From his first job as a teacher in a remote Indigenous classroom to the helm of one of the Queensland’s biggest employers, Dr Jim Watterston brings more than 30 years’ experience across all levels of education as Director-General of the Department of Education, Training and Employment.

From building blocks of knowledge with Year Ones, teaching science and overseeing results as a principal and regional director, he has led a suite of significant reforms to make schools better through senior executive positions including Deputy Secretary of the School Education Group in Victoria’s Department of Education and Early Childhood Development and Director-General of the Department of Education and Training in the Australian Capital Territory.

Dr Jim Watterston has also had a long-running involvement in the Australian Rules football industry with past positions including President of the West Australian Swan Districts Football Club, Chairman of the WAFL (West Australian Football League) Council of Presidents and most recently on the AFL Victoria Board of Directors.

Improving Australia’s plateaued school system post the pandemic: A catalyst for change or a retreat to the safety of the past?

The continuing impact of COVID-19 on schools and school systems around the world, and more particularly in Australia, has (to paraphrase Mark Twain) been the best of times and the worst of times.

Teachers have been lauded for their front-line leadership capacity and innovation that has resulted in an unplanned pivot from face to face classroom-based learning to external and predominantly virtual learning located in the home. While the professionalism and extended commitment of teachers been recognised across the country, the outcomes for students have been mixed at best.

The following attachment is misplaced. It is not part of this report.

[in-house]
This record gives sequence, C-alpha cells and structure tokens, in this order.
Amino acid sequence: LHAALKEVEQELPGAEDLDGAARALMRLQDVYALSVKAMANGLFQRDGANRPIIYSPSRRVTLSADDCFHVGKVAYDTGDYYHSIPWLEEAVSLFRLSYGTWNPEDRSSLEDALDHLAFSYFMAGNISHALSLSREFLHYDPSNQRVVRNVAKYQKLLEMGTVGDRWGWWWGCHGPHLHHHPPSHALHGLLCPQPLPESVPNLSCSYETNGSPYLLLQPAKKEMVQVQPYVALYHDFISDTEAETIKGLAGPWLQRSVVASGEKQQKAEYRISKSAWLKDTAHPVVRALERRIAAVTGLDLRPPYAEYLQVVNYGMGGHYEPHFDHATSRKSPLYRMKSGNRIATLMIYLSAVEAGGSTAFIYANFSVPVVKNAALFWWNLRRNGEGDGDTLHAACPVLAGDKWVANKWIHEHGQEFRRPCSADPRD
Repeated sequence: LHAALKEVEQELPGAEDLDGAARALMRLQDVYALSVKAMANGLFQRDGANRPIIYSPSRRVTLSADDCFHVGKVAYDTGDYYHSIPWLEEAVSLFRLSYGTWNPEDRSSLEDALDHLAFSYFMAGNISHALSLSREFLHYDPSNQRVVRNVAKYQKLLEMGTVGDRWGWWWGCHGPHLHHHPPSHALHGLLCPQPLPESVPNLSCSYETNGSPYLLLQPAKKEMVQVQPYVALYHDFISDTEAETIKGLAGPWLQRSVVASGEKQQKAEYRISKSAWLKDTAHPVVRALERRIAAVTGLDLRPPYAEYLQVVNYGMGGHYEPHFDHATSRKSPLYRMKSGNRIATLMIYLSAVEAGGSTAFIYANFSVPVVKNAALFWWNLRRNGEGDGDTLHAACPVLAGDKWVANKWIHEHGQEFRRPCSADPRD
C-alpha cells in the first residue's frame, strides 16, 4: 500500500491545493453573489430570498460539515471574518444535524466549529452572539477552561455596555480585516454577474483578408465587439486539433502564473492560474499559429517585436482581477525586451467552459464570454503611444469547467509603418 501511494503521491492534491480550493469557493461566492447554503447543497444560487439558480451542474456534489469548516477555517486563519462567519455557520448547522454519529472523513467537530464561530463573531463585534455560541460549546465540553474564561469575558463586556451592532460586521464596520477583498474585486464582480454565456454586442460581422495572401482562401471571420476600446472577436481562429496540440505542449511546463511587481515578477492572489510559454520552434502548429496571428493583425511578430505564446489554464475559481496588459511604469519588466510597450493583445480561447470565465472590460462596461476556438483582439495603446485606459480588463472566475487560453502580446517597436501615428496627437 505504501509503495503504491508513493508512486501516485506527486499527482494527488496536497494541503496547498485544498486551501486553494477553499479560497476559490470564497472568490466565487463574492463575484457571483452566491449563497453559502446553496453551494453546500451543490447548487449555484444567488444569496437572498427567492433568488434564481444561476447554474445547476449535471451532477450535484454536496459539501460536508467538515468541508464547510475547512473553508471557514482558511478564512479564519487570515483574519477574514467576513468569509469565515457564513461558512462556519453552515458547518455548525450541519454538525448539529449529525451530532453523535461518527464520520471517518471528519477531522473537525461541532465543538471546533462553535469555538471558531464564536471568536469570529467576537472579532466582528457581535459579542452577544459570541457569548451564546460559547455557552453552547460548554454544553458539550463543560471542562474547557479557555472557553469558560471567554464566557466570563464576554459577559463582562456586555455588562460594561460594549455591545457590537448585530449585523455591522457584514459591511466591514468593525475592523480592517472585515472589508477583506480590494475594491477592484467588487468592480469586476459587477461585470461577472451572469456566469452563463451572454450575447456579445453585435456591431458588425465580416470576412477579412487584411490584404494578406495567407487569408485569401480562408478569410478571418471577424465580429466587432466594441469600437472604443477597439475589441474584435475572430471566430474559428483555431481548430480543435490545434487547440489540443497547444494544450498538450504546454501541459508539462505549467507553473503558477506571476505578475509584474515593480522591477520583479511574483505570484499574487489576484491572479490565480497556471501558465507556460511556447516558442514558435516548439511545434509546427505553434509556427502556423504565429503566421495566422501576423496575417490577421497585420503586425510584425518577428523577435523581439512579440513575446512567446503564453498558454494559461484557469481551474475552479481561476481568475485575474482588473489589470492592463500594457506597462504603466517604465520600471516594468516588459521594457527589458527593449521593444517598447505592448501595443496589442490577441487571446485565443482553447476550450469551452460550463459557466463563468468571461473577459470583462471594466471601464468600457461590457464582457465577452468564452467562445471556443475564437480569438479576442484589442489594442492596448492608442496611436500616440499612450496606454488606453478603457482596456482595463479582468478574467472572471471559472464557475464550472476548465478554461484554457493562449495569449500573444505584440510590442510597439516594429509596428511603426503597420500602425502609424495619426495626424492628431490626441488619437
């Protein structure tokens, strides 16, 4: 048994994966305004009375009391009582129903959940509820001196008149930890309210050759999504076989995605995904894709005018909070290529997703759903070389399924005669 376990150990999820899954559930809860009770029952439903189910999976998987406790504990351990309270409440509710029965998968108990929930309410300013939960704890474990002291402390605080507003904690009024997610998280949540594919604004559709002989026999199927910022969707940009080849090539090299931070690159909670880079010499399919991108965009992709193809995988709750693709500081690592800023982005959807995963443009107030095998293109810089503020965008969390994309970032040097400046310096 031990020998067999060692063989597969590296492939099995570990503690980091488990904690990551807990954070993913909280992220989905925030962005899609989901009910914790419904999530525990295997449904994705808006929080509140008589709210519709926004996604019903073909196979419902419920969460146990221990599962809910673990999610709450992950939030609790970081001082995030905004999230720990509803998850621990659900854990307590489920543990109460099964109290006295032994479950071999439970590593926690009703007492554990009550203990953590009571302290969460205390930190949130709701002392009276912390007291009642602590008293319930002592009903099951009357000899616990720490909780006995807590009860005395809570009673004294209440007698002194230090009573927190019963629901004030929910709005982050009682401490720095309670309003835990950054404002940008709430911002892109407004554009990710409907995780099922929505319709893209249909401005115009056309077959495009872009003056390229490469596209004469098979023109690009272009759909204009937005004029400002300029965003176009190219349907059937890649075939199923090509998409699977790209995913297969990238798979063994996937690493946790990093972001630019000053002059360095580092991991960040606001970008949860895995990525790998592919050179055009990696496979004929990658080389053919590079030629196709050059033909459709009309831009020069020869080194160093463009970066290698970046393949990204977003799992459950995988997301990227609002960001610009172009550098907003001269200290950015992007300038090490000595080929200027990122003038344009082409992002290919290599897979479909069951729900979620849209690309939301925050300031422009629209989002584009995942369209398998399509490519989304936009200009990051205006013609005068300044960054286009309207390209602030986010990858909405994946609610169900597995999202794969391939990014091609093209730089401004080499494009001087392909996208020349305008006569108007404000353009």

What is remarkable however, is that almost all teachers and schools have been able to collectively change, almost overnight, the way they have traditionally taught students. It was immediately evident to all that it was the right thing to do, so without complaint or months of consultation, everyone just went ahead and created solutions on the run.

In a post-COVID world, would it be possible to use this newfound momentum and capacity for change to address the endemic and prevailing problems with our education systems? Could the proactivity and grass-roots leadership of teachers across the nation during COVID-19 be a catalyst for much needed educational reforms that were identified long before the pandemic or will we all retreat to the safety of the past once this challenge has been overcome?

We are scrambling to adjust school-based curriculum, pedagogy and assessment to take into account the realities of a turbulent world rapidly transitioning based upon the advent of artificial intelligence, robotics and digital process automation. With a growing anxiety and deep concern about the impacts of climate change, existential health concerns and geo-political destabilisation, many are questioning whether our Australian school systems are providing the contemporary preparation essential for our next generations and indeed, to sustain Australia’s economy and our place in the world. It could be a case of now or never!

This presentation provides an overview of the current state of education in Australia, focussing briefly from a national perspective on the performance evidence, organisational constraints and, most importantly, the post-COVID-19 opportunities potentially available to all schools and school systems in order significantly enhance the lives of our young people as they go forward into a globalised and continually uncertain world.